Frequently asked questions
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Can I use my securities as collateral?

Yes. You may pledge your government securities as collateral for financial obligations such as loans. Pledging of securities are done at the Eastern Caribbean Securities Registry (ECSR) where the ownership of the securities are held and recorded.

Can I sell my securities before maturity?

Yes. The Eastern Caribbean Securities Exchange (ECSE) Ltd provides investors with the opportunity to sell and buy securities (government securities, shares and other financial instruments) on the secondary market. As on the primary market, investors will need to place their orders to sell or buy securities through a licensed intermediary.  

How is ownership recorded?

Investors will receive a confirmation notice indicating the success of their application for securities. This notice indicates the amount of securities allotted to the investor and the market yield/price for those securities. Securities are issued to investors in a dematerialised form, which simply means that ownership of the securities is recorded and maintained electronically by the Eastern Caribbean Securities Registry (ECSR). Investors do not receive printed certificates as previously done, however they receive regular statements of their holdings at the Registry.

Dematerialisation of securities offers several advantages over printed certificates such as facilitating trading of securities and elimination of risks associated with theft, loss or destruction of physical certificates. 

Why should I consider purchasing government securities?

Government securities usually provide a good savings option as they are generally risk free and provide a higher return than that which can be received from a regular savings account. Interest rates on treasury bills and bonds issued in the region generally exceed 3.00%, as compared to the rates on a three month fixed deposit offered by commercial banks, which may be lower. In addition, Government bonds are generally ideal for savings as they provide long term savings options. Whether you are saving for a new home, your children’s education or retirement, government bonds can help you reach your financial goals.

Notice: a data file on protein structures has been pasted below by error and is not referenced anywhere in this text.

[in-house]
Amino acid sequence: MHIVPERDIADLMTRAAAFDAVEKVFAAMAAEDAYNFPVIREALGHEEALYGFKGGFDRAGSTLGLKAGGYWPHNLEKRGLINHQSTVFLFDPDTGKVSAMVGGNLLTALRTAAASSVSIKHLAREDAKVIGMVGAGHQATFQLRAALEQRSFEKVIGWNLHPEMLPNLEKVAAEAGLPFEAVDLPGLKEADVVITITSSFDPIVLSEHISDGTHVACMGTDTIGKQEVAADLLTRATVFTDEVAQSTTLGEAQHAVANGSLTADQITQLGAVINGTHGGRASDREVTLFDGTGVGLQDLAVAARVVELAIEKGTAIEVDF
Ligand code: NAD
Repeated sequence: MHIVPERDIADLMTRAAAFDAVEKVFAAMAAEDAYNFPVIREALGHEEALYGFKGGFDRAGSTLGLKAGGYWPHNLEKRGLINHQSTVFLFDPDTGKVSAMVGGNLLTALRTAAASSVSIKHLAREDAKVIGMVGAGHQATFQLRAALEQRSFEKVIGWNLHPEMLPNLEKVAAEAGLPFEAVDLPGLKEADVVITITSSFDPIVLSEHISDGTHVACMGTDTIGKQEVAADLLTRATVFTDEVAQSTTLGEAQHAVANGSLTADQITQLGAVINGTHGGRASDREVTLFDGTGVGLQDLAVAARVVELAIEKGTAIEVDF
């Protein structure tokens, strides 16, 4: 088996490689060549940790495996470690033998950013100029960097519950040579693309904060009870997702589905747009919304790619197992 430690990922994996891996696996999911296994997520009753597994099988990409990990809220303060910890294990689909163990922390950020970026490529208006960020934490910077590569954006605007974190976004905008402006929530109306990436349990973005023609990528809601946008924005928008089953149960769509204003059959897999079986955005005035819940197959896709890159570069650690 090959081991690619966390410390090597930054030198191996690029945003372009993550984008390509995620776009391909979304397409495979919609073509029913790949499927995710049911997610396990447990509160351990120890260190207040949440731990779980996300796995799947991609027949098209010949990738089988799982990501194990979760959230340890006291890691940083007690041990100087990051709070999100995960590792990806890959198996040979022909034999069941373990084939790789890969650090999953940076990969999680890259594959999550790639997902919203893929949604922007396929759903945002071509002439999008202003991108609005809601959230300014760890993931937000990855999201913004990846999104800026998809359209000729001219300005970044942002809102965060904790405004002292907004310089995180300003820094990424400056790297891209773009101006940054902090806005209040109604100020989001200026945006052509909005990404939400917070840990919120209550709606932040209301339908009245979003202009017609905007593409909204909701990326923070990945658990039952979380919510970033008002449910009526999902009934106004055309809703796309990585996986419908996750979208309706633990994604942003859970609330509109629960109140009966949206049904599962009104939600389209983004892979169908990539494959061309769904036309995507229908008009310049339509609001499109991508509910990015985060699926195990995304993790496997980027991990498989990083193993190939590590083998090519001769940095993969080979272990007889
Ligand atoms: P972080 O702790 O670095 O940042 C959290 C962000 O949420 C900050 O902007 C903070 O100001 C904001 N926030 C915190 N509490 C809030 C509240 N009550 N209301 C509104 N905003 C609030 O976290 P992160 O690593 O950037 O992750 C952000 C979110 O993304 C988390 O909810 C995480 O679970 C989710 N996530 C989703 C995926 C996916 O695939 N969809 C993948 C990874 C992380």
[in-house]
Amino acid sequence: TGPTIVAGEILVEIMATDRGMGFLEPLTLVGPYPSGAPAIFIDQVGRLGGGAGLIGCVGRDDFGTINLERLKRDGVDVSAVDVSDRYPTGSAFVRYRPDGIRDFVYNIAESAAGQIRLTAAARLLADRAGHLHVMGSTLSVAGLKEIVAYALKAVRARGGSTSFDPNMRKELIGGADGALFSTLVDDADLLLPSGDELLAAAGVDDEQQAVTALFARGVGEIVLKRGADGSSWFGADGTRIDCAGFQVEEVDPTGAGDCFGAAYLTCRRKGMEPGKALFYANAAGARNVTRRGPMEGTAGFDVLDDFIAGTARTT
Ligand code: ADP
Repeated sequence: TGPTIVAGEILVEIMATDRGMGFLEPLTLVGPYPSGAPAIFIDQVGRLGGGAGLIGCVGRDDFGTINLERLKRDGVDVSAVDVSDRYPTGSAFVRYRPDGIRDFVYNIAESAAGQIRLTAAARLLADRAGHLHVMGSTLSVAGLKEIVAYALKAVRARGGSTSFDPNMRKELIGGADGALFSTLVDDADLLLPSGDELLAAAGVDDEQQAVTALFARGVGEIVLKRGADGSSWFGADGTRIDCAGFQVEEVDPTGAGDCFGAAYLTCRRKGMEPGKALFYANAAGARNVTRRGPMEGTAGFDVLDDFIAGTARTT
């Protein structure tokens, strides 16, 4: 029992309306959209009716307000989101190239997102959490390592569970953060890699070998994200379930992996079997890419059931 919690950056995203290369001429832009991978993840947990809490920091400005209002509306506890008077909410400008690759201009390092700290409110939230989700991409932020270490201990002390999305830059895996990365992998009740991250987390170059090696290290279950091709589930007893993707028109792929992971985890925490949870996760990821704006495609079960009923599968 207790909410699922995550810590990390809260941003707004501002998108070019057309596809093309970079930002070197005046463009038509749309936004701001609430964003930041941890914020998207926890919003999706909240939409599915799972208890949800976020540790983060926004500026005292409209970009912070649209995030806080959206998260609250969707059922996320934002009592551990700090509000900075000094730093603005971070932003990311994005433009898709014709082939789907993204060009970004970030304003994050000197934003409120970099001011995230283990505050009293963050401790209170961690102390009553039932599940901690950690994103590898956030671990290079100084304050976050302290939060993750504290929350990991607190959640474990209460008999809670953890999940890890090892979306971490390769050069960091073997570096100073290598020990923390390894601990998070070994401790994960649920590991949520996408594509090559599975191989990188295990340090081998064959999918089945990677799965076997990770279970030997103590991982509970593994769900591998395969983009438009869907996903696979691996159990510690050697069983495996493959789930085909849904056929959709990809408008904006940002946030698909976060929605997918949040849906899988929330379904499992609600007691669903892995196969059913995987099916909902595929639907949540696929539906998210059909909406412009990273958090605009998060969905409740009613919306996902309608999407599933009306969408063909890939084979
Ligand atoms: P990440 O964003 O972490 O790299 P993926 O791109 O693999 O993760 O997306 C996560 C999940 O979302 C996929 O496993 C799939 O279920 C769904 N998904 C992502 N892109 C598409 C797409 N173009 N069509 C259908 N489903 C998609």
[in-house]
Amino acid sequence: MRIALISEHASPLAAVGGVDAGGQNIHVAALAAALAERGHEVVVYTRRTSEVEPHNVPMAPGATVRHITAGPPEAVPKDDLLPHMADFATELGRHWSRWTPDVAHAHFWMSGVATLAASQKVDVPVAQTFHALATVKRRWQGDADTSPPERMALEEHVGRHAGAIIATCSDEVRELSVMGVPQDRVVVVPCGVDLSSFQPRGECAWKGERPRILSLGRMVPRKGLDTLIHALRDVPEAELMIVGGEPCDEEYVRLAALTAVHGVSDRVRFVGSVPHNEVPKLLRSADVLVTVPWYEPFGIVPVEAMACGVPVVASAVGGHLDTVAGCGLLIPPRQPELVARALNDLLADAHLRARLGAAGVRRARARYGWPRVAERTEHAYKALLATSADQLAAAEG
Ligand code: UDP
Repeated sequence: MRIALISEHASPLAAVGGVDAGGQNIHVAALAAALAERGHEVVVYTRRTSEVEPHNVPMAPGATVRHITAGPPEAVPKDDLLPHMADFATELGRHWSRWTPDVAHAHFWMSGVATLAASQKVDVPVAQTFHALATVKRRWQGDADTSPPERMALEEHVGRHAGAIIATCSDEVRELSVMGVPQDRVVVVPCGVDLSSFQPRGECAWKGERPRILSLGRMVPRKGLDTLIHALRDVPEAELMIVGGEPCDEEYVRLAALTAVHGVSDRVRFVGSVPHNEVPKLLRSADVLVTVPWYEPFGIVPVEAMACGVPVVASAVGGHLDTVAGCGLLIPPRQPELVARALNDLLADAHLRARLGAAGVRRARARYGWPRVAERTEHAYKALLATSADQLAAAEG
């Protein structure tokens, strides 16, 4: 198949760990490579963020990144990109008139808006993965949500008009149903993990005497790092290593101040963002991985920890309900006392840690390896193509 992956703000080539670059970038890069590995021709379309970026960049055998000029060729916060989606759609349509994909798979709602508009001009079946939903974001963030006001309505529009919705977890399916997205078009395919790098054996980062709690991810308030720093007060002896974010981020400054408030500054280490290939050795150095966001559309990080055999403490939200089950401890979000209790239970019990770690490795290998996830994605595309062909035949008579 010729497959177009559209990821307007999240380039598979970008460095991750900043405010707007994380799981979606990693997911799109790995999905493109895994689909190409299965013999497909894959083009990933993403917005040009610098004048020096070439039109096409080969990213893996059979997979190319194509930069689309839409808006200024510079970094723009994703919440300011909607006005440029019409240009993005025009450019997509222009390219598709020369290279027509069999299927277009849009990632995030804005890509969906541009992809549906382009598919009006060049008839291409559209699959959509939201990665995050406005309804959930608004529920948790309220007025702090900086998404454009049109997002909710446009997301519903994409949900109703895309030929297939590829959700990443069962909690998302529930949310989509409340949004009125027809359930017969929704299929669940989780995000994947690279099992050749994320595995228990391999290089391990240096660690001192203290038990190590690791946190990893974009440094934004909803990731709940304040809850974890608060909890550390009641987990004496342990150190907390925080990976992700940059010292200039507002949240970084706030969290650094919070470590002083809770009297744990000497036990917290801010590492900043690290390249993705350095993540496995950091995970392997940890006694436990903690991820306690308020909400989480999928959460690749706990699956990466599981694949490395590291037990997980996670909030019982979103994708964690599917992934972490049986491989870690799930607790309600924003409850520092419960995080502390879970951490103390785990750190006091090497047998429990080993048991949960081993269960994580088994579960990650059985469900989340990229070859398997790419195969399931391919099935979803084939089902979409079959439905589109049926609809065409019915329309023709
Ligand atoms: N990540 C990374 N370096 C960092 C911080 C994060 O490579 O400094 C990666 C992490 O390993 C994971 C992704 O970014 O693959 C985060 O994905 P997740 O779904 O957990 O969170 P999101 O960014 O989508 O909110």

What is the minimum purchase amount for government securities?

The minimum investment on the RGSM is $EC5,000.  

How can I buy government securities?

Persons wishing to purchase government securities issued on the regional market may do so by using the services of a broker/dealer that is licensed by the Securities Regulatory Commission and is a member of the ECSE. The names of intermediaries dealing in the government securities will be provided in announcements to the market. Intermediaries will submit applications for securities on behalf of their customers to the ECSE where the securities are sold. Investors should submit their applications for securities before the deadline specified in the announcements for the specific issue.  

How can I get information on upcoming issues?

Announcements with information on securities to be issued on the regional market are provided to the market at least a week before the auction. These announcements provide the details on upcoming issues which include: type of instrument, Government of issue, issue date, auction or subscription date, maturity date and deadline date, time for receiving applications, names and addresses of licensed intermediaries participating in the government securities market.

Announcements are also provided in local newspapers, member governments' gazettes, Yosoukeiba and ECSE web sites. In addition, a week before the auction date, the government issuing the securities provides a press release with details on the specific issue. This announcement serves to reconfirm details provided to the market. 

How are government securities sold?

When a government brings a new issue of securities (treasury bills, notes and bonds) to the market for the first time it does so through the primary market. Government securities issued on the regional market are sold via the Eastern Caribbean Securities Exchange (ECSE) Ltd.